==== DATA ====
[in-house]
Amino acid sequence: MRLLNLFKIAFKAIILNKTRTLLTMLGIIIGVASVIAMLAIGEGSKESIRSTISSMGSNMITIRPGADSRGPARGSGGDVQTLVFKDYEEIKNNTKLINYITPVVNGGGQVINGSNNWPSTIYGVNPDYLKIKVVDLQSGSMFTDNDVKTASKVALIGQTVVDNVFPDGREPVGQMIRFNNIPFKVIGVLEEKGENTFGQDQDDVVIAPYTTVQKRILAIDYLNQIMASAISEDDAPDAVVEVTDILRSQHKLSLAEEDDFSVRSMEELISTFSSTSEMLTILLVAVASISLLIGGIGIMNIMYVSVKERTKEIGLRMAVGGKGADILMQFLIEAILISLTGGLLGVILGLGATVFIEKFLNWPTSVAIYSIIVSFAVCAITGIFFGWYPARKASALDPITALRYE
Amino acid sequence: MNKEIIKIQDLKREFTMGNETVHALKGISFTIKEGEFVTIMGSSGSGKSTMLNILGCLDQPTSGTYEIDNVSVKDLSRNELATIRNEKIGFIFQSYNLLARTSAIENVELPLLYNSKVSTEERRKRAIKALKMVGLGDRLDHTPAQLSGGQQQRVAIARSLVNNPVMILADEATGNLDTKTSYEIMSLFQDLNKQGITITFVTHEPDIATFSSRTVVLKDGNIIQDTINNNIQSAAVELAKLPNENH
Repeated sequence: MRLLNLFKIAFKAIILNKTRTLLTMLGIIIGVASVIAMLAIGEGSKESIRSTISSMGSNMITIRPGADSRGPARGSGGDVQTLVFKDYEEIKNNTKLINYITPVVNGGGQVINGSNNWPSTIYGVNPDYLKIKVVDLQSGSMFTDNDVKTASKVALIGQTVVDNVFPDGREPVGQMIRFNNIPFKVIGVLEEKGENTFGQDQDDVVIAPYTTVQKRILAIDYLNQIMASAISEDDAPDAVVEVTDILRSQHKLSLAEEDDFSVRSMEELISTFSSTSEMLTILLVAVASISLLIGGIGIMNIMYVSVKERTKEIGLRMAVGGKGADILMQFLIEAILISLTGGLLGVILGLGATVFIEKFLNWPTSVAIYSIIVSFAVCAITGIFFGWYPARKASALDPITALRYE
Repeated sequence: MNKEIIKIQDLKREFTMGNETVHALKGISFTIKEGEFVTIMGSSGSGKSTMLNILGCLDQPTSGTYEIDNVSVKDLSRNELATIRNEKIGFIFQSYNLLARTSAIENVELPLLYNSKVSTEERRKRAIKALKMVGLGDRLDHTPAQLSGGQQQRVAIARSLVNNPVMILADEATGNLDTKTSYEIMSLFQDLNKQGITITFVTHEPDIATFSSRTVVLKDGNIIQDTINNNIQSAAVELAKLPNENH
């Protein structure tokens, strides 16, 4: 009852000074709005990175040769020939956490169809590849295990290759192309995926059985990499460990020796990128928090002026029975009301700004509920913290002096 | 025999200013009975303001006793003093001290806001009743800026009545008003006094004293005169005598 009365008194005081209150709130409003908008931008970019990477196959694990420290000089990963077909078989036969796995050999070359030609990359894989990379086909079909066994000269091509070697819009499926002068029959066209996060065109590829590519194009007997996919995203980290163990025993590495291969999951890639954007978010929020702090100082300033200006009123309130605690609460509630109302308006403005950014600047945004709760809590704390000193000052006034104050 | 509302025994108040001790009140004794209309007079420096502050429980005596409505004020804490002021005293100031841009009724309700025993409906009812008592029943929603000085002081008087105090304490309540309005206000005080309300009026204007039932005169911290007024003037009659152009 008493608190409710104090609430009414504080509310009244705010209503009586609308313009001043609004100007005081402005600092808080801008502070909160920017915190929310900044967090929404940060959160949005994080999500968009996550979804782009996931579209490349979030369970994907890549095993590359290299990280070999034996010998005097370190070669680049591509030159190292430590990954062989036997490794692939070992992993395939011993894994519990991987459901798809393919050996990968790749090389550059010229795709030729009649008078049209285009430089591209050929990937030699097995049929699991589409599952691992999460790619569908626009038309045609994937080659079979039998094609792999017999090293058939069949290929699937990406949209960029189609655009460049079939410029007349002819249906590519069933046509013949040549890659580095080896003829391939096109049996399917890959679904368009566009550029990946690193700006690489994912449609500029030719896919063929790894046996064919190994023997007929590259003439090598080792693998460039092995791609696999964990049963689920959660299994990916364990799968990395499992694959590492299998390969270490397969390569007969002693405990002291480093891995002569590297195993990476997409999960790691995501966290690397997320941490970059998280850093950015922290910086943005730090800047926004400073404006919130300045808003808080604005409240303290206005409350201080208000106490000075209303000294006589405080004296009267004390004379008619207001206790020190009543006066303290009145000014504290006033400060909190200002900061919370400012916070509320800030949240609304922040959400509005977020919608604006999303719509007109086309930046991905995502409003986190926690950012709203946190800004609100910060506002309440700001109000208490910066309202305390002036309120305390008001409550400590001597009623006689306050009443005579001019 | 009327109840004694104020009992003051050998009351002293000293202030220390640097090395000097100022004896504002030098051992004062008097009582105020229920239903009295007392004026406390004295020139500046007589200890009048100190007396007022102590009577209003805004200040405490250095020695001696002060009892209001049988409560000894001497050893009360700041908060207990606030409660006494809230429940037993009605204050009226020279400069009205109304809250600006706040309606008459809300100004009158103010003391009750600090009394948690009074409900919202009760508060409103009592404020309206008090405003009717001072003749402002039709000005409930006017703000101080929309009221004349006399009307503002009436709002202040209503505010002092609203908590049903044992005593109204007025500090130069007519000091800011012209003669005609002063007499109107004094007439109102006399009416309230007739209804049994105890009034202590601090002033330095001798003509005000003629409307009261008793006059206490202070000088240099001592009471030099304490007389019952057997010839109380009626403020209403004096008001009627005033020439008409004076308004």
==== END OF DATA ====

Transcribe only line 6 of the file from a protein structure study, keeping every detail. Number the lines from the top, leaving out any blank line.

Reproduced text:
């Protein structure tokens, strides 16, 4: 009852000074709005990175040769020939956490169809590849295990290759192309995926059985990499460990020796990128928090002026029975009301700004509920913290002096 | 025999200013009975303001006793003093001290806001009743800026009545008003006094004293005169005598 009365008194005081209150709130409003908008931008970019990477196959694990420290000089990963077909078989036969796995050999070359030609990359894989990379086909079909066994000269091509070697819009499926002068029959066209996060065109590829590519194009007997996919995203980290163990025993590495291969999951890639954007978010929020702090100082300033200006009123309130605690609460509630109302308006403005950014600047945004709760809590704390000193000052006034104050 | 509302025994108040001790009140004794209309007079420096502050429980005596409505004020804490002021005293100031841009009724309700025993409906009812008592029943929603000085002081008087105090304490309540309005206000005080309300009026204007039932005169911290007024003037009659152009 008493608190409710104090609430009414504080509310009244705010209503009586609308313009001043609004100007005081402005600092808080801008502070909160920017915190929310900044967090929404940060959160949005994080999500968009996550979804782009996931579209490349979030369970994907890549095993590359290299990280070999034996010998005097370190070669680049591509030159190292430590990954062989036997490794692939070992992993395939011993894994519990991987459901798809393919050996990968790749090389550059010229795709030729009649008078049209285009430089591209050929990937030699097995049929699991589409599952691992999460790619569908626009038309045609994937080659079979039998094609792999017999090293058939069949290929699937990406949209960029189609655009460049079939410029007349002819249906590519069933046509013949040549890659580095080896003829391939096109049996399917890959679904368009566009550029990946690193700006690489994912449609500029030719896919063929790894046996064919190994023997007929590259003439090598080792693998460039092995791609696999964990049963689920959660299994990916364990799968990395499992694959590492299998390969270490397969390569007969002693405990002291480093891995002569590297195993990476997409999960790691995501966290690397997320941490970059998280850093950015922290910086943005730090800047926004400073404006919130300045808003808080604005409240303290206005409350201080208000106490000075209303000294006589405080004296009267004390004379008619207001206790020190009543006066303290009145000014504290006033400060909190200002900061919370400012916070509320800030949240609304922040959400509005977020919608604006999303719509007109086309930046991905995502409003986190926690950012709203946190800004609100910060506002309440700001109000208490910066309202305390002036309120305390008001409550400590001597009623006689306050009443005579001019 | 009327109840004694104020009992003051050998009351002293000293202030220390640097090395000097100022004896504002030098051992004062008097009582105020229920239903009295007392004026406390004295020139500046007589200890009048100190007396007022102590009577209003805004200040405490250095020695001696002060009892209001049988409560000894001497050893009360700041908060207990606030409660006494809230429940037993009605204050009226020279400069009205109304809250600006706040309606008459809300100004009158103010003391009750600090009394948690009074409900919202009760508060409103009592404020309206008090405003009717001072003749402002039709000005409930006017703000101080929309009221004349006399009307503002009436709002202040209503505010002092609203908590049903044992005593109204007025500090130069007519000091800011012209003669005609002063007499109107004094007439109102006399009416309230007739209804049994105890009034202590601090002033330095001798003509005000003629409307009261008793006059206490202070000088240099001592009471030099304490007389019952057997010839109380009626403020209403004096008001009627005033020439008409004076308004």